HIPAA — The health privacy regulations (sometimes referred to as the Health Insurance Portability and Accountability [HIPAA] Privacy Rule) issued under the HIPPA Act of 1996, which took effect in 2002, provide important protection for medical records. Medical provides should familiarize themselves with HIPAA rules. 

Electronic records — The electronic medical record is another potential area where the confidentiality of a patient could be breached. The records for a particular visit should be accessible only by those who need to know the details. Log in and Log outs should be done. Access to ex-employees should be blocked. Non-clinical staff should have no access to patient’s medical records. 

Details about patient’s sexual health, mental health, and behavioral issues are vulnerable to stealing. Care should be taken to prevent ‘hacking’ into the electronic medical records. 

Patient portals — Patient portals, which parents and patients use to access information regarding scheduling and laboratory test results through electronic medical records systems, pose another potential risk to confidential care. Educate patients on to protect their portals into electronic health records.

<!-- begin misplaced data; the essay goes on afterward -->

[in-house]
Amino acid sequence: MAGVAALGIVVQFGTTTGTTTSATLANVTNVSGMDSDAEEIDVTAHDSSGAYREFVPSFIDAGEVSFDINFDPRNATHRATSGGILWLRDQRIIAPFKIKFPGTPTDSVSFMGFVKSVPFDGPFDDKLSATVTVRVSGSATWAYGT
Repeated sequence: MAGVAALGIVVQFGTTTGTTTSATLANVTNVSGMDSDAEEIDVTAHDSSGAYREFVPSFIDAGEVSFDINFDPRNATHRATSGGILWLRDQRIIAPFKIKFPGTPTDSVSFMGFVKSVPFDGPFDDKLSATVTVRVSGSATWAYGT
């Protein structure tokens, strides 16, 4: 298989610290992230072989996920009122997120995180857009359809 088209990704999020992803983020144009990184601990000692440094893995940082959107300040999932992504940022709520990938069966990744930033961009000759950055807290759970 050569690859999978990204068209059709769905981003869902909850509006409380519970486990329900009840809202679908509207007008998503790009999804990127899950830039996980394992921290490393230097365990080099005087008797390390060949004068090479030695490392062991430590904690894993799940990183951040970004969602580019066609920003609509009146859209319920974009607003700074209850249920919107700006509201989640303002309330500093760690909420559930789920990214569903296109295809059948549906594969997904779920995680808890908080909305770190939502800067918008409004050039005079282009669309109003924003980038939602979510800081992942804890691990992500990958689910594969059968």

Pharmacists: Pharmacists may divulge confidential patient information while filling the prescriptions. They should take precautions to protect patient confidentiality. 

Insurance companies: Insurance companies collect a lot of confidential patient information as they pay for provider services. Lot of patient information slip out while collecting medical records and their transmission to insurance companies. Special precautions should be taken in this area to safeguard patient information.